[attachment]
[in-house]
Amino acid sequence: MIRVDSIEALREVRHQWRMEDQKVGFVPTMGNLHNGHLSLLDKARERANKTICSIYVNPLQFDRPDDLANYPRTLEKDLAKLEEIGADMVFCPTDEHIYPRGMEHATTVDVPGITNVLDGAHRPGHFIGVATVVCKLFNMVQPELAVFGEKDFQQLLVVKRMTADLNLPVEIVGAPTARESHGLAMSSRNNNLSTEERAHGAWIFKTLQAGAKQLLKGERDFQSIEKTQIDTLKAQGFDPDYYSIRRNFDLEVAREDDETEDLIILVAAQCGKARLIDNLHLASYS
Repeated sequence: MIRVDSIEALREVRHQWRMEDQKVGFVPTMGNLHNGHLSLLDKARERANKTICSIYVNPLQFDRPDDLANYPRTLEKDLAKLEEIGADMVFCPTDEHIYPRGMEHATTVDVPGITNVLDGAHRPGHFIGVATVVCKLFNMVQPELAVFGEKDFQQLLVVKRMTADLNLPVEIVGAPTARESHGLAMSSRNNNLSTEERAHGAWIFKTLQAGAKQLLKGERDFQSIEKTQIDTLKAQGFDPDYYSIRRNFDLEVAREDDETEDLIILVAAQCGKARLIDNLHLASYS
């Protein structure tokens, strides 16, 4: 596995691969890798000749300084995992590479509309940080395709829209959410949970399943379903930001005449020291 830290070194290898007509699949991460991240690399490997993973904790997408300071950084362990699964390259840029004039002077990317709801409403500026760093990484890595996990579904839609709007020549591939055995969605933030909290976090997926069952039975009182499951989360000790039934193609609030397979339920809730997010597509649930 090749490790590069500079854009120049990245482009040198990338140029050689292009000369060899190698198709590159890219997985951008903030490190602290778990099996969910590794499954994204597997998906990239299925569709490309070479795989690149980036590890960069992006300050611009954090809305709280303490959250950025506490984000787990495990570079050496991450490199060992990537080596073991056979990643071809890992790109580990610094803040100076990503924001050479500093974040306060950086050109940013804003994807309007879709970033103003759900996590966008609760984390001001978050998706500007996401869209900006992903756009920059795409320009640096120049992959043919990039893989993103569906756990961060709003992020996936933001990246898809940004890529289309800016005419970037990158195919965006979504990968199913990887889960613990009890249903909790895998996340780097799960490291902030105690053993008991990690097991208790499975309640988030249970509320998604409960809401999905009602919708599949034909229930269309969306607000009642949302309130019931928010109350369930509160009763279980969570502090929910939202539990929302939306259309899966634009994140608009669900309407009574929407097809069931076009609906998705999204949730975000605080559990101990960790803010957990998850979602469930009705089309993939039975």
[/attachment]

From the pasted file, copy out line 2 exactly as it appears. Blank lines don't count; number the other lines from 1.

Amino acid sequence: MIRVDSIEALREVRHQWRMEDQKVGFVPTMGNLHNGHLSLLDKARERANKTICSIYVNPLQFDRPDDLANYPRTLEKDLAKLEEIGADMVFCPTDEHIYPRGMEHATTVDVPGITNVLDGAHRPGHFIGVATVVCKLFNMVQPELAVFGEKDFQQLLVVKRMTADLNLPVEIVGAPTARESHGLAMSSRNNNLSTEERAHGAWIFKTLQAGAKQLLKGERDFQSIEKTQIDTLKAQGFDPDYYSIRRNFDLEVAREDDETEDLIILVAAQCGKARLIDNLHLASYS